At the Shanghai motor show, some of the biggest manufacturers you’ve never heard of displayed their newest models alongside familiar Western brands keen to crack the world’s most lucrative automotive market.
Long gone are the days when Shanghai was an exhibition of the most blatant copycat cars, and the impressive quality of new Chinese creations is beginning to pose a very real threat to more established manufacturers. The 2019 edition was especially significant, with an increasing number of Chinese models being prepared for European launches and global manufacturers such as Volkswagen adding to their range of models adapted specifically for sale in China.
Shanghai 2019: Full show report
China’s car sales fell for the tenth consecutive month in March, pitching the country’s growing ranks of car makers face-first into an unprecedented headwind whipped up, in part, by on-going trade frictions with the US and a continued slowing of the global economy, stymying their dramatic growth of the past two decades and threatening new model plans along the way.
But if there were concerns for the long-term health of the Chinese car industry in what has been described as its biggest crisis yet, it certainly wasn’t showing as the 2019 Shanghai motor show opened its doors.
With business confidence in the world’s largest car market showing heartening signs of a rebound, owing to a timely reduction in sales tax ordered by the Chinese central government effective from the beginning of April, the mood within the vast halls of the international convention centre, where the country’s biggest motor show takes place every two years, was cautiously upbeat.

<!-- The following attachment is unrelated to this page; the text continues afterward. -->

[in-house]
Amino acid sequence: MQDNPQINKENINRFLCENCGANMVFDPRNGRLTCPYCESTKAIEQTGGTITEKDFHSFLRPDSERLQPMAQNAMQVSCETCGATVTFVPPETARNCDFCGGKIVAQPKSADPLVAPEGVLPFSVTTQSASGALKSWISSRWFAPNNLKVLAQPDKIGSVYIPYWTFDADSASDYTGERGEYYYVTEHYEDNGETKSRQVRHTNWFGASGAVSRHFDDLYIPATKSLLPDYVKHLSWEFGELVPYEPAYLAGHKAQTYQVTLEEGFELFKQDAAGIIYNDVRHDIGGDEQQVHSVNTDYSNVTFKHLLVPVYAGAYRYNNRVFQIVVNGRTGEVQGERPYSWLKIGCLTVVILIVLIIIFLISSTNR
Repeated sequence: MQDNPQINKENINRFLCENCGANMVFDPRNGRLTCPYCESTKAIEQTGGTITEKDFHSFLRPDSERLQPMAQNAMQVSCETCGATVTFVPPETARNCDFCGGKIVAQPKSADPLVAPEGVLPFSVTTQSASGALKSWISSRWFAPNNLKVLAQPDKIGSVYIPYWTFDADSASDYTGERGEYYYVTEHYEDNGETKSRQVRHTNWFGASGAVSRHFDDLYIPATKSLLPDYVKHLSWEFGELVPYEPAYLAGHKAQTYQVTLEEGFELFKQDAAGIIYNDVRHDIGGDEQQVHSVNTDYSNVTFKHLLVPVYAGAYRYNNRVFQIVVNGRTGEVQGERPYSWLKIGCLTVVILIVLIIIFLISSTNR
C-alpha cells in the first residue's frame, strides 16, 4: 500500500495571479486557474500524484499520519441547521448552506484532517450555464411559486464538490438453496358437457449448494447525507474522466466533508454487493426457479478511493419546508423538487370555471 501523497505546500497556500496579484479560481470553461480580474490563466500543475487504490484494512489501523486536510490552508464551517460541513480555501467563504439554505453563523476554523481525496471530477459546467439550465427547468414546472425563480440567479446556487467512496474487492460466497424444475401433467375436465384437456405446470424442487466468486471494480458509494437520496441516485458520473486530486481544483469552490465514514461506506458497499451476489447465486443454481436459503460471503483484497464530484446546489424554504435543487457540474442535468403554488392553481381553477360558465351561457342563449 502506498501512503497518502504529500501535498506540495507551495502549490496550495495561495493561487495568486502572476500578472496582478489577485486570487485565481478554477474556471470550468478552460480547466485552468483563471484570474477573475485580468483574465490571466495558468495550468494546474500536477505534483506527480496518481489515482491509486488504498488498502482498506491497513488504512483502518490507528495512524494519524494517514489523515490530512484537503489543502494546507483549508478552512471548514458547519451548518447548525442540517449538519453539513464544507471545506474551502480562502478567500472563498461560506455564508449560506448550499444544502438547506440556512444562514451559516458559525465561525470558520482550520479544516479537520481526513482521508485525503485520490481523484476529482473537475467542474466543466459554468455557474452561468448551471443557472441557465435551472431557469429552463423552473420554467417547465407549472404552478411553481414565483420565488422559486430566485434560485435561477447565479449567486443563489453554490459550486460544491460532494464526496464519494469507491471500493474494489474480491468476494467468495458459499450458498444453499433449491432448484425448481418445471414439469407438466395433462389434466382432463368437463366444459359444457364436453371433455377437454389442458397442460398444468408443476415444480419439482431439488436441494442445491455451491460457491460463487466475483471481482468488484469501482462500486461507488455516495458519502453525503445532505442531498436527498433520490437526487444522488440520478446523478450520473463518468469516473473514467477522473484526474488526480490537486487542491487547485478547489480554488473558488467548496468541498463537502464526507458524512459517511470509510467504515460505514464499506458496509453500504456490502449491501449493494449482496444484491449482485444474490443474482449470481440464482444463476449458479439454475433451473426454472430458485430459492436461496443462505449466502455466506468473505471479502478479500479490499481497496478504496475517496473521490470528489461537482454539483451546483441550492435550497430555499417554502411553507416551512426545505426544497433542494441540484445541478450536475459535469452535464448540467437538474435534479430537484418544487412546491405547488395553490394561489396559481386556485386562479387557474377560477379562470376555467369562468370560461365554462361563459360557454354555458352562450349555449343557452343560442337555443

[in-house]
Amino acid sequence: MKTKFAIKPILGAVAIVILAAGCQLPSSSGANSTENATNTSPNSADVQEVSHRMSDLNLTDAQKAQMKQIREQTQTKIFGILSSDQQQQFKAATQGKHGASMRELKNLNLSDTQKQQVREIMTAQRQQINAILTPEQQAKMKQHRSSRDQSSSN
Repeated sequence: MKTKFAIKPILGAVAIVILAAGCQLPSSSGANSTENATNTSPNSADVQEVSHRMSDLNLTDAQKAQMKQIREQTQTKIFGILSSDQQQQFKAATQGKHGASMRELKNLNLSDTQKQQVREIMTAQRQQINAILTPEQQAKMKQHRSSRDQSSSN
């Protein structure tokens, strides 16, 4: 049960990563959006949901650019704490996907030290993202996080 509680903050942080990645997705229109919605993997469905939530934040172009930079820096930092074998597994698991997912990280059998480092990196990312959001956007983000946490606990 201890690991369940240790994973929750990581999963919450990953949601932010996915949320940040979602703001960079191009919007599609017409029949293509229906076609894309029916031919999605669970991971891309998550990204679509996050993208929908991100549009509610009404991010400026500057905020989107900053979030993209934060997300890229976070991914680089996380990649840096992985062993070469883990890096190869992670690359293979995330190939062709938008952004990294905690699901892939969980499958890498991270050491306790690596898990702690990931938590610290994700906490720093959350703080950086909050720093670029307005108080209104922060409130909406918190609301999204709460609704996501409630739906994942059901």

While China’s car sales have fallen for the good part of the past year, they continue to far outstrip those of any other country. The overall figure for March, at 2.52 million, showed the smallest decrease year-on-year in over seven months, at 5.2 per cent.
With many car makers reducing prices to boost sales in light of the tax break, expectations are total car sales for 2019 will be roughly in line with those of 2018 at around 22.5 million.
Predictably given the importance now placed on Shanghai motor show as an automotive showcase with international reach, every key Chinese car maker, including the five state-owned heavyweights SAIC, FAW, BAIC, Dongfeng and Changan, all presented new or improved production models this year. They were kept honest by an ever more competitive list of private own rivals headed by the likes of Geely, GAC, Great Wall Motors and BYD as well as key introductions by joint venture operations such as those operated by Volkswagen, BMW, Toyota and Honda.
It was the concept cars from established western car makers, including the clever new Audi AI:ME, versatile Volkswagen Roomzz and rugged looking Mercedes-Benz Concept GLB, that grabbed the headlines in the days leading up to Shanghai motor show. However, it was China’s growing number of increasingly well funded electric vehicle start-ups that stole the limelight once the veils went up.